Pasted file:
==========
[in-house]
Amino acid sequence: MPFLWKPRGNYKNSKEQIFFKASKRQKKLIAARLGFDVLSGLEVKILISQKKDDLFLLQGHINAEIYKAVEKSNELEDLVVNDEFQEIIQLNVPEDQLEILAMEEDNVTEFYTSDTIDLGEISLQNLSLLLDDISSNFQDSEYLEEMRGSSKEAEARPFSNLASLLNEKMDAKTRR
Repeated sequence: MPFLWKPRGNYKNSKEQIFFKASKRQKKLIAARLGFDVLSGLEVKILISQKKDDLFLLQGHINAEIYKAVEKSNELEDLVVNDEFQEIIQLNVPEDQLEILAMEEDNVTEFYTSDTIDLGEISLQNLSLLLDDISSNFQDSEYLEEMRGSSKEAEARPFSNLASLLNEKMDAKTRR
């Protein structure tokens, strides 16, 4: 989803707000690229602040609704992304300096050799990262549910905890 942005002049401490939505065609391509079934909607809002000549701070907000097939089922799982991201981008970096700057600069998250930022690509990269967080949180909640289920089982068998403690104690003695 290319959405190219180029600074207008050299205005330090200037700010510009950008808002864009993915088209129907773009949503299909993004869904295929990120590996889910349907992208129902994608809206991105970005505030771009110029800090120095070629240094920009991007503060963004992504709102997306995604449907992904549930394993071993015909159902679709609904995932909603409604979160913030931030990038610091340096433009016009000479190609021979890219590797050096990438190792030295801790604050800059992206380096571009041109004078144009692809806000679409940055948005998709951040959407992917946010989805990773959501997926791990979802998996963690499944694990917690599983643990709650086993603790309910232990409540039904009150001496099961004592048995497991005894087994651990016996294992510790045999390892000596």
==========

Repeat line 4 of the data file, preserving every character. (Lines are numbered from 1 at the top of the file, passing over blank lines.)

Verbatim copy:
């Protein structure tokens, strides 16, 4: 989803707000690229602040609704992304300096050799990262549910905890 942005002049401490939505065609391509079934909607809002000549701070907000097939089922799982991201981008970096700057600069998250930022690509990269967080949180909640289920089982068998403690104690003695 290319959405190219180029600074207008050299205005330090200037700010510009950008808002864009993915088209129907773009949503299909993004869904295929990120590996889910349907992208129902994608809206991105970005505030771009110029800090120095070629240094920009991007503060963004992504709102997306995604449907992904549930394993071993015909159902679709609904995932909603409604979160913030931030990038610091340096433009016009000479190609021979890219590797050096990438190792030295801790604050800059992206380096571009041109004078144009692809806000679409940055948005998709951040959407992917946010989805990773959501997926791990979802998996963690499944694990917690599983643990709650086993603790309910232990409540039904009150001496099961004592048995497991005894087994651990016996294992510790045999390892000596």